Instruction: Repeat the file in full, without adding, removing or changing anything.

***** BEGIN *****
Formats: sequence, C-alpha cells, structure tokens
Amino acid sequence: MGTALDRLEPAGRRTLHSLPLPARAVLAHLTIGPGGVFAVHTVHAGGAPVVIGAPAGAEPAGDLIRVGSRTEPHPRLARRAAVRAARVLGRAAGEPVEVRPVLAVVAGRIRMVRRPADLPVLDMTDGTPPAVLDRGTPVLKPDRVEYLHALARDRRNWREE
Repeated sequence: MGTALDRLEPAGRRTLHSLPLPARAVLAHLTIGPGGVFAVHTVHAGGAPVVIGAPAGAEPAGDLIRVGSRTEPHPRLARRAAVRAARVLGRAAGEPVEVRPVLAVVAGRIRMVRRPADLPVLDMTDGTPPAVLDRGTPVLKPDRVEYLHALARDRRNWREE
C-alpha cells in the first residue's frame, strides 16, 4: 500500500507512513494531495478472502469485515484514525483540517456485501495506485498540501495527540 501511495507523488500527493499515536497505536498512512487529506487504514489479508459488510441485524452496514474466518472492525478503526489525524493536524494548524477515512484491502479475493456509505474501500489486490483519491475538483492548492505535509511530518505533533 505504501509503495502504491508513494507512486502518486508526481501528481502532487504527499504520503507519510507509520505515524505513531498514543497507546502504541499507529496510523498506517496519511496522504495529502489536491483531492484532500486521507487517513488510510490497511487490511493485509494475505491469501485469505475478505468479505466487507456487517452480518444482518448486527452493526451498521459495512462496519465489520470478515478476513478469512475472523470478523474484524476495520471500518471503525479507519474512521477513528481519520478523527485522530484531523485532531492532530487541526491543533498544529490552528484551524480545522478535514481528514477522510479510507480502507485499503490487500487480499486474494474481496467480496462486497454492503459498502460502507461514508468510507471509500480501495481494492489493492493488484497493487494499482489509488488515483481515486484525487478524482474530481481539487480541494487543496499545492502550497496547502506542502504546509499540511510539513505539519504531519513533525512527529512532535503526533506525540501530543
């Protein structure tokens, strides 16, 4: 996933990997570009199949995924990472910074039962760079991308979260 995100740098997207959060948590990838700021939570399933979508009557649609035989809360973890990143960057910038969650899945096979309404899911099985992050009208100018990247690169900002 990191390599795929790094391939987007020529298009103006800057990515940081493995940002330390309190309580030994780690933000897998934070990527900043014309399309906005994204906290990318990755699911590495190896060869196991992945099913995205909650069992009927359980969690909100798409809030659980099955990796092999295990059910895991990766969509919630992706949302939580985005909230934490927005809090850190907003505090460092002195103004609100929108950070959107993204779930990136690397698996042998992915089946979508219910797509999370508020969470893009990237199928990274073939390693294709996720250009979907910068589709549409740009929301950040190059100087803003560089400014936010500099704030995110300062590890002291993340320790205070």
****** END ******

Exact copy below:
Formats: sequence, C-alpha cells, structure tokens
Amino acid sequence: MGTALDRLEPAGRRTLHSLPLPARAVLAHLTIGPGGVFAVHTVHAGGAPVVIGAPAGAEPAGDLIRVGSRTEPHPRLARRAAVRAARVLGRAAGEPVEVRPVLAVVAGRIRMVRRPADLPVLDMTDGTPPAVLDRGTPVLKPDRVEYLHALARDRRNWREE
Repeated sequence: MGTALDRLEPAGRRTLHSLPLPARAVLAHLTIGPGGVFAVHTVHAGGAPVVIGAPAGAEPAGDLIRVGSRTEPHPRLARRAAVRAARVLGRAAGEPVEVRPVLAVVAGRIRMVRRPADLPVLDMTDGTPPAVLDRGTPVLKPDRVEYLHALARDRRNWREE
C-alpha cells in the first residue's frame, strides 16, 4: 500500500507512513494531495478472502469485515484514525483540517456485501495506485498540501495527540 501511495507523488500527493499515536497505536498512512487529506487504514489479508459488510441485524452496514474466518472492525478503526489525524493536524494548524477515512484491502479475493456509505474501500489486490483519491475538483492548492505535509511530518505533533 505504501509503495502504491508513494507512486502518486508526481501528481502532487504527499504520503507519510507509520505515524505513531498514543497507546502504541499507529496510523498506517496519511496522504495529502489536491483531492484532500486521507487517513488510510490497511487490511493485509494475505491469501485469505475478505468479505466487507456487517452480518444482518448486527452493526451498521459495512462496519465489520470478515478476513478469512475472523470478523474484524476495520471500518471503525479507519474512521477513528481519520478523527485522530484531523485532531492532530487541526491543533498544529490552528484551524480545522478535514481528514477522510479510507480502507485499503490487500487480499486474494474481496467480496462486497454492503459498502460502507461514508468510507471509500480501495481494492489493492493488484497493487494499482489509488488515483481515486484525487478524482474530481481539487480541494487543496499545492502550497496547502506542502504546509499540511510539513505539519504531519513533525512527529512532535503526533506525540501530543
């Protein structure tokens, strides 16, 4: 996933990997570009199949995924990472910074039962760079991308979260 995100740098997207959060948590990838700021939570399933979508009557649609035989809360973890990143960057910038969650899945096979309404899911099985992050009208100018990247690169900002 990191390599795929790094391939987007020529298009103006800057990515940081493995940002330390309190309580030994780690933000897998934070990527900043014309399309906005994204906290990318990755699911590495190896060869196991992945099913995205909650069992009927359980969690909100798409809030659980099955990796092999295990059910895991990766969509919630992706949302939580985005909230934490927005809090850190907003505090460092002195103004609100929108950070959107993204779930990136690397698996042998992915089946979508219910797509999370508020969470893009990237199928990274073939390693294709996720250009979907910068589709549409740009929301950040190059100087803003560089400014936010500099704030995110300062590890002291993340320790205070």